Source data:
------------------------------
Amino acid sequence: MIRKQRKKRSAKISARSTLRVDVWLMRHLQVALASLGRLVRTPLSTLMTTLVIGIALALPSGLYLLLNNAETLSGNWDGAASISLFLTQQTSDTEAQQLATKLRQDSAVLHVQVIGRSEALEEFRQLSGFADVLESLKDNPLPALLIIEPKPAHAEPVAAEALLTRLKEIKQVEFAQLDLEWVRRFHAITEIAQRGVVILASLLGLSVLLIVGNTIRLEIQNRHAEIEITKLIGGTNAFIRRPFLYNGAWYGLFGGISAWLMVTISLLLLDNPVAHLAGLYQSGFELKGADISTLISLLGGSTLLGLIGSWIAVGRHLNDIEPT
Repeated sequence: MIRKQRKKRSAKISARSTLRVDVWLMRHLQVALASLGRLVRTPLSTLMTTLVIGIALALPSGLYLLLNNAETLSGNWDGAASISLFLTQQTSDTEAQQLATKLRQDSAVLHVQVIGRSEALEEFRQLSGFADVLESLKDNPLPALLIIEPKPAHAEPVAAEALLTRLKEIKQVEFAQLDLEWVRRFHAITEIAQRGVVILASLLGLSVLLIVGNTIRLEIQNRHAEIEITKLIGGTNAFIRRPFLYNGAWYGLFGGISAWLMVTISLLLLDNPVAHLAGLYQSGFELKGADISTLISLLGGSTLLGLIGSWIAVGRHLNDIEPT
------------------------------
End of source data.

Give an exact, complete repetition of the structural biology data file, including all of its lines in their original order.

Amino acid sequence: MIRKQRKKRSAKISARSTLRVDVWLMRHLQVALASLGRLVRTPLSTLMTTLVIGIALALPSGLYLLLNNAETLSGNWDGAASISLFLTQQTSDTEAQQLATKLRQDSAVLHVQVIGRSEALEEFRQLSGFADVLESLKDNPLPALLIIEPKPAHAEPVAAEALLTRLKEIKQVEFAQLDLEWVRRFHAITEIAQRGVVILASLLGLSVLLIVGNTIRLEIQNRHAEIEITKLIGGTNAFIRRPFLYNGAWYGLFGGISAWLMVTISLLLLDNPVAHLAGLYQSGFELKGADISTLISLLGGSTLLGLIGSWIAVGRHLNDIEPT
Repeated sequence: MIRKQRKKRSAKISARSTLRVDVWLMRHLQVALASLGRLVRTPLSTLMTTLVIGIALALPSGLYLLLNNAETLSGNWDGAASISLFLTQQTSDTEAQQLATKLRQDSAVLHVQVIGRSEALEEFRQLSGFADVLESLKDNPLPALLIIEPKPAHAEPVAAEALLTRLKEIKQVEFAQLDLEWVRRFHAITEIAQRGVVILASLLGLSVLLIVGNTIRLEIQNRHAEIEITKLIGGTNAFIRRPFLYNGAWYGLFGGISAWLMVTISLLLLDNPVAHLAGLYQSGFELKGADISTLISLLGGSTLLGLIGSWIAVGRHLNDIEPT